Awareness of emotional abuse has thankfully risen over the last few decades, and today people understand that you don’t have to resort to physical violence to abuse someone.
Unfortunately, emotional abuse is much trickier to pin down than physical abuse. While a black eye or a broken arm count as undeniable evidence of physical abuse, it can be a lot more difficult to define emotional abuse.
Signs of Emotional Abuse
Underlying most emotional abuse is some kind of power imbalance. The person who has more power in a relationship dynamic may resort to intimidation, belittling, manipulation, name-calling, threatening and a host of other subtle tactics. Whatever the method though, the result is that the victim feels disempowered and undermined, and their sense of self can become seriously damaged.
While emotional abuse doesn’t always lead to physical abuse or domestic violence, domestic violence almost always has a component of emotional abuse. A common misconception is that emotional abuse victims are usually women – in actual fact the men/women divide for emotional abuse is roughly equal. Although even the experts can’t agree on a single definition of emotional abuse, there are often three separate categories of aggression:
- Verbal aggression: What most people think of when they think of emotional abuse. Insults, mockery, name-calling, blaming, giving orders, trivialising, judging, criticising etc. are all verbal emotional abuse
- Dominance: An emotional abuser may need to keep asserting power over another person, and demonstrate their dominance over them. Preventing someone from seeing friends or family or prohibiting/enforcing certain behaviours are good examples of this
- Jealous behaviours: This aspect of emotional abuse is often overlooked. Monitoring the other person’s actions, being suspicious and controlling, and demanding proof of fidelity can all be classified as emotional abuse
The Cycle of Abuse
Emotional abuse can sometimes develop over the course of years, gradually wearing down the victim’s self esteem and sense of what is right and wrong. A common pattern of abuse repeats itself: first, there is the aggressive act. It doesn’t matter how small or insignificant this may at first appear.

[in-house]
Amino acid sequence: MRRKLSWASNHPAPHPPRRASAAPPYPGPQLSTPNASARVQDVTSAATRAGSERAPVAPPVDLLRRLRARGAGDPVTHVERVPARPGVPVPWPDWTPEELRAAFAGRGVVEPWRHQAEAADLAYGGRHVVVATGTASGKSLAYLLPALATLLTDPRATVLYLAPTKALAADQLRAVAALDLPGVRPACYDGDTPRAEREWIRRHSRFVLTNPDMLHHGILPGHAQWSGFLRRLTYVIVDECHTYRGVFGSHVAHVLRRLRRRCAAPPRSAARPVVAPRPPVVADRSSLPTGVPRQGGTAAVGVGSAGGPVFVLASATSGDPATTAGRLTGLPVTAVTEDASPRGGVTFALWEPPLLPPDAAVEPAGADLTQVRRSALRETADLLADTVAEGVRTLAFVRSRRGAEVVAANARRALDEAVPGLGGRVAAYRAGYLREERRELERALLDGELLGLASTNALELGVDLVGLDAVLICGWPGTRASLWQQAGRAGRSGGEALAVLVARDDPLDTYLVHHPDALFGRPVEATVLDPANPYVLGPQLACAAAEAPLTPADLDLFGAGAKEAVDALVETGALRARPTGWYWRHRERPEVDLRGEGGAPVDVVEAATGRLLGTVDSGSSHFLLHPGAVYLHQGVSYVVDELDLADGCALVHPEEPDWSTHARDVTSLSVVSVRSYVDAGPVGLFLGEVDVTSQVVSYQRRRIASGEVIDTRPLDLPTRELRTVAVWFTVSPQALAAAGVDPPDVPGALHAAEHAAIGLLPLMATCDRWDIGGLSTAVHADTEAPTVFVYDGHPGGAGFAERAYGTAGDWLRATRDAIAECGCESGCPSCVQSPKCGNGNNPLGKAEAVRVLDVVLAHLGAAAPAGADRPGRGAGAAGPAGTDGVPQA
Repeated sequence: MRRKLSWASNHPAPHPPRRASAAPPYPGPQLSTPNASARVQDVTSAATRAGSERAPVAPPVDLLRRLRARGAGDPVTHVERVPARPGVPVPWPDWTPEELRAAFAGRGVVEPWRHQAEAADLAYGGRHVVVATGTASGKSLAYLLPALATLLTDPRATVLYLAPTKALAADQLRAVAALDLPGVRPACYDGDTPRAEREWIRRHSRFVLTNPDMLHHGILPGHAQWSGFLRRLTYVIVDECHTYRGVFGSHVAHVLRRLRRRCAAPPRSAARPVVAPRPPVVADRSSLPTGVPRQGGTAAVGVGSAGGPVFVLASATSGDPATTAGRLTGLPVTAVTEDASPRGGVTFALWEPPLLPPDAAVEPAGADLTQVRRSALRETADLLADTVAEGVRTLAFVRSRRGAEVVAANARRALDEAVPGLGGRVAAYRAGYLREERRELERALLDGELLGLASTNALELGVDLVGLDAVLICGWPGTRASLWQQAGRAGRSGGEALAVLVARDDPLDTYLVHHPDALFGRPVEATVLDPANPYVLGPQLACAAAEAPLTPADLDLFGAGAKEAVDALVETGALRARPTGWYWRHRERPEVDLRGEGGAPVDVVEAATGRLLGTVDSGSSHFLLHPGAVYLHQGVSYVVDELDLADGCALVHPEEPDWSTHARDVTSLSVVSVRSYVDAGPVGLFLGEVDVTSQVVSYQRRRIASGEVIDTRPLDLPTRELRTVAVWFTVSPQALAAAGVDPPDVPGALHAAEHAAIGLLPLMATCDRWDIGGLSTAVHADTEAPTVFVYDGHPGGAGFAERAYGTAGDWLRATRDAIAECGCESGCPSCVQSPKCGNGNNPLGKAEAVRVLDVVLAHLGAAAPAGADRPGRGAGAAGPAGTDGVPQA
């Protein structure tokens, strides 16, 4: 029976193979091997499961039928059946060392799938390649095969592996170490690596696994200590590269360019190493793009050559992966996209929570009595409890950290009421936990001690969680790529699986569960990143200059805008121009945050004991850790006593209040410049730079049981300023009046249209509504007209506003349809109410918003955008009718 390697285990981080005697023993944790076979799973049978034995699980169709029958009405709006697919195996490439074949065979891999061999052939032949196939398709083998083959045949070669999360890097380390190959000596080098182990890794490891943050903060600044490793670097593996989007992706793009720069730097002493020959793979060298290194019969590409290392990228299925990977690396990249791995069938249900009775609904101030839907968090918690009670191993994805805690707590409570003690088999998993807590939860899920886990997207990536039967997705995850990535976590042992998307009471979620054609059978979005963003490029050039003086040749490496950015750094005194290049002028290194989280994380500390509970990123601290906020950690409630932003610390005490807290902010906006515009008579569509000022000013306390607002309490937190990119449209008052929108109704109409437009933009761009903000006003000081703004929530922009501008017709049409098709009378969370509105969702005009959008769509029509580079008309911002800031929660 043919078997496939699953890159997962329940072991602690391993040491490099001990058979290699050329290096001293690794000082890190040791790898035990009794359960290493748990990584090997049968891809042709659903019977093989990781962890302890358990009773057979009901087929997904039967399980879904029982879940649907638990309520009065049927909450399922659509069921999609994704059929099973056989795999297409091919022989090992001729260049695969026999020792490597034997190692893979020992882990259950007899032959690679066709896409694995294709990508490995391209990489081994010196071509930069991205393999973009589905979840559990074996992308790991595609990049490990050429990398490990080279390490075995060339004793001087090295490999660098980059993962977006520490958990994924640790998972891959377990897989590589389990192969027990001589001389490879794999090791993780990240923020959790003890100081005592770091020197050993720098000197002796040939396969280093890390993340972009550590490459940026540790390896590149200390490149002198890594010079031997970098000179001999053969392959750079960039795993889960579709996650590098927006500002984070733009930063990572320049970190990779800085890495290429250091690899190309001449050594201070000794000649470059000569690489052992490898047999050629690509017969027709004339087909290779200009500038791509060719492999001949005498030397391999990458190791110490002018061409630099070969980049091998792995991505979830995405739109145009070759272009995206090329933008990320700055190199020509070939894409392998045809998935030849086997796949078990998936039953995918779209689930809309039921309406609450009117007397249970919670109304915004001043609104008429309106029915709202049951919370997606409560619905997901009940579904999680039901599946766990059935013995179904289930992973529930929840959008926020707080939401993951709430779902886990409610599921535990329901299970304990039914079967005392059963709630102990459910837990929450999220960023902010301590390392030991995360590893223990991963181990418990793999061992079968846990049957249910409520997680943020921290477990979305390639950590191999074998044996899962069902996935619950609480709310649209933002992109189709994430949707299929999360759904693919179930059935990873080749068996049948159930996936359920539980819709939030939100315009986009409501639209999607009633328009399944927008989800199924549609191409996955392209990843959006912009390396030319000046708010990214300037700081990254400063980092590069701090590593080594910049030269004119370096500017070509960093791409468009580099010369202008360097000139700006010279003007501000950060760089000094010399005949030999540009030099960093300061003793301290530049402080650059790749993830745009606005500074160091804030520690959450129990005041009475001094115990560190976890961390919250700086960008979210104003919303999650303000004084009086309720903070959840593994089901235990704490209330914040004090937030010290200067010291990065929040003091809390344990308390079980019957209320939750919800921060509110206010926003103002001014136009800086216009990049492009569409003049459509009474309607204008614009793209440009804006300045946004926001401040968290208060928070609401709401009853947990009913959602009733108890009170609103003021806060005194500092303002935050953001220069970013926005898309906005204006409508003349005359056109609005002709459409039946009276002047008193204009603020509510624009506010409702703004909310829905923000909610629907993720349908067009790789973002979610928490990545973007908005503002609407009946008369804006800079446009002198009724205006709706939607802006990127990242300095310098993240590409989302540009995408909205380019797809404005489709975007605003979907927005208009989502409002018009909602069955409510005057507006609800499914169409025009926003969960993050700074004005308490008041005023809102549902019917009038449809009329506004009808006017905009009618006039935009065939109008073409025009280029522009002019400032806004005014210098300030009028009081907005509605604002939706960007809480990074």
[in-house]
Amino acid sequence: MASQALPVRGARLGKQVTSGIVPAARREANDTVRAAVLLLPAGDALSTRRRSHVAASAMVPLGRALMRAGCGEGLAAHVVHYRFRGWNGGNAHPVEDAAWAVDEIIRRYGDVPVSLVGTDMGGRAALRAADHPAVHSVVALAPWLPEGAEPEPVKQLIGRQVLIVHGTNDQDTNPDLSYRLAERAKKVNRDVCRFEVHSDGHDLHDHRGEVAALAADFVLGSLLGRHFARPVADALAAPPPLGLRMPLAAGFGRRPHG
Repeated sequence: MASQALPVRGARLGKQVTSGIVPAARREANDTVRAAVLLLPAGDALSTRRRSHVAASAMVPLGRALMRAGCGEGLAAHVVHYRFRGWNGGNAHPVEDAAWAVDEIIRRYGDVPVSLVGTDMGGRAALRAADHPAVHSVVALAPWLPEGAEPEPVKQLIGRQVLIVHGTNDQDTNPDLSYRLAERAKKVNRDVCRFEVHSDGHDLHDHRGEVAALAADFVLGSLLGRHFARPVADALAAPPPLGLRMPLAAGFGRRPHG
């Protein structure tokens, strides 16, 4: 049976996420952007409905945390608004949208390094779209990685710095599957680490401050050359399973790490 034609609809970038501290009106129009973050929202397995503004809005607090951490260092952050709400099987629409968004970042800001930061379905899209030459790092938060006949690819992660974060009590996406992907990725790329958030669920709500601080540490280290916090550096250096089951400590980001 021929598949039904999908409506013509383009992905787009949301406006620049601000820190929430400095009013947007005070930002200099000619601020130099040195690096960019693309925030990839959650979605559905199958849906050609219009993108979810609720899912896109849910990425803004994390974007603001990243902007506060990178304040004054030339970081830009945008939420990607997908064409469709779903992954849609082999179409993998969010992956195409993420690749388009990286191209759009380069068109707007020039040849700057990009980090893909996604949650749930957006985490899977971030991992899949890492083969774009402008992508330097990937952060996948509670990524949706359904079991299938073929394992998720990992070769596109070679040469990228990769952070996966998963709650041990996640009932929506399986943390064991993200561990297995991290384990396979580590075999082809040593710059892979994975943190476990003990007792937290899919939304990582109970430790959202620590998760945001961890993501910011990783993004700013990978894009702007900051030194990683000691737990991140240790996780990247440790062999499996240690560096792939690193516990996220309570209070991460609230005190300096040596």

The abuser may then deny that they committed the aggression. This can take the form of the familiar “look what you made me do” defence. The abuser may blame others, deny responsibility, rationalise their actions or make excuses for their behaviour. Lastly, there is the minimising stage, where the abuser seeks to discount or reduce the impact of the aggression. While the victim may be terribly upset, the abuser will act like it was no big deal at all.
This last stage is where emotional abuse does its damage. The abuser may simply “forget” about what happened, or argue over the details, seemingly trying to brush over what happened. The victim is painted as overly sensitive, or they may be blamed entirely.
Breaking the Cycle
Because emotional abuse can be so subtle, sometimes people are not even aware that they are being abused. In a closed off dynamic, abuse may go on behind closed doors and the victim has only themselves to rely on. However they doubt themselves and their intuition and may put off seeking help, secretly believing that they are actually to blame.
The first step out of an abusive dynamic is to recognise that it’s a problem. Denial, minimising and making excuses are all part of what keeps emotional abuse alive. The cycle can be broken if the victim (and the abuser) come to realise what is happening.
The next step is to get help. Victims may have had their sense of integrity worn down to such an extent that they need an objective, external source of support to help them regain a sense of balance and dignity. Over time, victims of emotional abuse can learn to trust themselves and have faith in their own self worth. Eventually they can remove themselves from situations where the core of their being is threatened and instead find relationships where they are respected and affirmed.
If you’re dealing with emotional abuse and need help, search our counsellors that specialise in working with emotional abuse.